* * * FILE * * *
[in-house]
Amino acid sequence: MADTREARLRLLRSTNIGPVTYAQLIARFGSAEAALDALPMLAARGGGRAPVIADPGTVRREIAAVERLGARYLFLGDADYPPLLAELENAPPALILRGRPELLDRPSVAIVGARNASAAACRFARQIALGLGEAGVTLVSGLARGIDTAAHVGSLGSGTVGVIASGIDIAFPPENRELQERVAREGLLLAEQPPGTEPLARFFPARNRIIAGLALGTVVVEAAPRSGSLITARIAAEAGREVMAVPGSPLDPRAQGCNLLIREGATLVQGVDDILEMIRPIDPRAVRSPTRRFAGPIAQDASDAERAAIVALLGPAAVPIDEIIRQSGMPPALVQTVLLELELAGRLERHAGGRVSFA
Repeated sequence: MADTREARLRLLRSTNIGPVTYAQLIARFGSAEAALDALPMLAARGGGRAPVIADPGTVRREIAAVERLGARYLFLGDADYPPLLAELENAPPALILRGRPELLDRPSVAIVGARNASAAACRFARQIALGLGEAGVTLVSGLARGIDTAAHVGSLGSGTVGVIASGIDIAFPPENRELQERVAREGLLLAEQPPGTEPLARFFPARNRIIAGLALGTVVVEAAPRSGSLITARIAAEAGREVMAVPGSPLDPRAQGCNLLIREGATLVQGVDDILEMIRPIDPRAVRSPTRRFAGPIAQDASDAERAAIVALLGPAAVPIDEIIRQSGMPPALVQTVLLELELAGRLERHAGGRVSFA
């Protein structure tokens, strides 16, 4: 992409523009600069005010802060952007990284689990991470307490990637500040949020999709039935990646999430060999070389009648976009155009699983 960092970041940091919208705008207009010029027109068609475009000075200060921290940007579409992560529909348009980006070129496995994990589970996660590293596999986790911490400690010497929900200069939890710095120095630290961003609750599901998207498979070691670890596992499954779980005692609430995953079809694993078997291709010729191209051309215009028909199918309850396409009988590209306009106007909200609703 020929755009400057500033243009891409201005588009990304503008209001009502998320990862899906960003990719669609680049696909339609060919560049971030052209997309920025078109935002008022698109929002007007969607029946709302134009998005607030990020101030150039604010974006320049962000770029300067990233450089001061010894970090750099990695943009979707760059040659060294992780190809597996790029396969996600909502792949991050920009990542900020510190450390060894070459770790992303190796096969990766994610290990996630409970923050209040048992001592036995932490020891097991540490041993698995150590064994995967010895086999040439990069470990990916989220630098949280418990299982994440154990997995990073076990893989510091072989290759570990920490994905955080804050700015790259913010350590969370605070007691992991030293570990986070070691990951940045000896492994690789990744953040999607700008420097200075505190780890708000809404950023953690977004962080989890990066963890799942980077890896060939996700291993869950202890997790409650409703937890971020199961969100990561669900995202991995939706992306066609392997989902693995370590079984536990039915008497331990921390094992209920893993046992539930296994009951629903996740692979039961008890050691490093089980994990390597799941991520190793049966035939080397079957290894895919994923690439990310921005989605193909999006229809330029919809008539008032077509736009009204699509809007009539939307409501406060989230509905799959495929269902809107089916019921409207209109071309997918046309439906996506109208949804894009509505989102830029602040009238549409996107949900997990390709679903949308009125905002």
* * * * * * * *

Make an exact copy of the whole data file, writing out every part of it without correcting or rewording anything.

[in-house]
Amino acid sequence: MADTREARLRLLRSTNIGPVTYAQLIARFGSAEAALDALPMLAARGGGRAPVIADPGTVRREIAAVERLGARYLFLGDADYPPLLAELENAPPALILRGRPELLDRPSVAIVGARNASAAACRFARQIALGLGEAGVTLVSGLARGIDTAAHVGSLGSGTVGVIASGIDIAFPPENRELQERVAREGLLLAEQPPGTEPLARFFPARNRIIAGLALGTVVVEAAPRSGSLITARIAAEAGREVMAVPGSPLDPRAQGCNLLIREGATLVQGVDDILEMIRPIDPRAVRSPTRRFAGPIAQDASDAERAAIVALLGPAAVPIDEIIRQSGMPPALVQTVLLELELAGRLERHAGGRVSFA
Repeated sequence: MADTREARLRLLRSTNIGPVTYAQLIARFGSAEAALDALPMLAARGGGRAPVIADPGTVRREIAAVERLGARYLFLGDADYPPLLAELENAPPALILRGRPELLDRPSVAIVGARNASAAACRFARQIALGLGEAGVTLVSGLARGIDTAAHVGSLGSGTVGVIASGIDIAFPPENRELQERVAREGLLLAEQPPGTEPLARFFPARNRIIAGLALGTVVVEAAPRSGSLITARIAAEAGREVMAVPGSPLDPRAQGCNLLIREGATLVQGVDDILEMIRPIDPRAVRSPTRRFAGPIAQDASDAERAAIVALLGPAAVPIDEIIRQSGMPPALVQTVLLELELAGRLERHAGGRVSFA
């Protein structure tokens, strides 16, 4: 992409523009600069005010802060952007990284689990991470307490990637500040949020999709039935990646999430060999070389009648976009155009699983 960092970041940091919208705008207009010029027109068609475009000075200060921290940007579409992560529909348009980006070129496995994990589970996660590293596999986790911490400690010497929900200069939890710095120095630290961003609750599901998207498979070691670890596992499954779980005692609430995953079809694993078997291709010729191209051309215009028909199918309850396409009988590209306009106007909200609703 020929755009400057500033243009891409201005588009990304503008209001009502998320990862899906960003990719669609680049696909339609060919560049971030052209997309920025078109935002008022698109929002007007969607029946709302134009998005607030990020101030150039604010974006320049962000770029300067990233450089001061010894970090750099990695943009979707760059040659060294992780190809597996790029396969996600909502792949991050920009990542900020510190450390060894070459770790992303190796096969990766994610290990996630409970923050209040048992001592036995932490020891097991540490041993698995150590064994995967010895086999040439990069470990990916989220630098949280418990299982994440154990997995990073076990893989510091072989290759570990920490994905955080804050700015790259913010350590969370605070007691992991030293570990986070070691990951940045000896492994690789990744953040999607700008420097200075505190780890708000809404950023953690977004962080989890990066963890799942980077890896060939996700291993869950202890997790409650409703937890971020199961969100990561669900995202991995939706992306066609392997989902693995370590079984536990039915008497331990921390094992209920893993046992539930296994009951629903996740692979039961008890050691490093089980994990390597799941991520190793049966035939080397079957290894895919994923690439990310921005989605193909999006229809330029919809008539008032077509736009009204699509809007009539939307409501406060989230509905799959495929269902809107089916019921409207209109071309997918046309439906996506109208949804894009509505989102830029602040009238549409996107949900997990390709679903949308009125905002």